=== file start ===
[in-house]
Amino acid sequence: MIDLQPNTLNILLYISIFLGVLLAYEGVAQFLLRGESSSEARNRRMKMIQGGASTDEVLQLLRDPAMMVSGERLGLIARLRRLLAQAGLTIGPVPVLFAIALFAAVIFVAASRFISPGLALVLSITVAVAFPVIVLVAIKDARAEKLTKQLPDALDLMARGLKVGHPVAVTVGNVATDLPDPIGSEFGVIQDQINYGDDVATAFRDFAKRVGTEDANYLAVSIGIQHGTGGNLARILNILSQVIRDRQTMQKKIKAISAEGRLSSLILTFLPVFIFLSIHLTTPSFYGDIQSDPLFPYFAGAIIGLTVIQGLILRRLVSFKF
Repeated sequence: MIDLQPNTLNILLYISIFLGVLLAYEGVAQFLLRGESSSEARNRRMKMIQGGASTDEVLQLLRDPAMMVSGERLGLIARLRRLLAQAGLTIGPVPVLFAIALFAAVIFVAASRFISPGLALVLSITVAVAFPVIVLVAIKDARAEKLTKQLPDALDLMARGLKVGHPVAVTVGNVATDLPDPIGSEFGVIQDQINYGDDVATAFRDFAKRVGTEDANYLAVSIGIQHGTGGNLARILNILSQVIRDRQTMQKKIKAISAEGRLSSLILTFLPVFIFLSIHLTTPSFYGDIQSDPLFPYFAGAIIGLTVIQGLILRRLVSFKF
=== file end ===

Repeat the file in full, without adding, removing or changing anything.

[in-house]
Amino acid sequence: MIDLQPNTLNILLYISIFLGVLLAYEGVAQFLLRGESSSEARNRRMKMIQGGASTDEVLQLLRDPAMMVSGERLGLIARLRRLLAQAGLTIGPVPVLFAIALFAAVIFVAASRFISPGLALVLSITVAVAFPVIVLVAIKDARAEKLTKQLPDALDLMARGLKVGHPVAVTVGNVATDLPDPIGSEFGVIQDQINYGDDVATAFRDFAKRVGTEDANYLAVSIGIQHGTGGNLARILNILSQVIRDRQTMQKKIKAISAEGRLSSLILTFLPVFIFLSIHLTTPSFYGDIQSDPLFPYFAGAIIGLTVIQGLILRRLVSFKF
Repeated sequence: MIDLQPNTLNILLYISIFLGVLLAYEGVAQFLLRGESSSEARNRRMKMIQGGASTDEVLQLLRDPAMMVSGERLGLIARLRRLLAQAGLTIGPVPVLFAIALFAAVIFVAASRFISPGLALVLSITVAVAFPVIVLVAIKDARAEKLTKQLPDALDLMARGLKVGHPVAVTVGNVATDLPDPIGSEFGVIQDQINYGDDVATAFRDFAKRVGTEDANYLAVSIGIQHGTGGNLARILNILSQVIRDRQTMQKKIKAISAEGRLSSLILTFLPVFIFLSIHLTTPSFYGDIQSDPLFPYFAGAIIGLTVIQGLILRRLVSFKF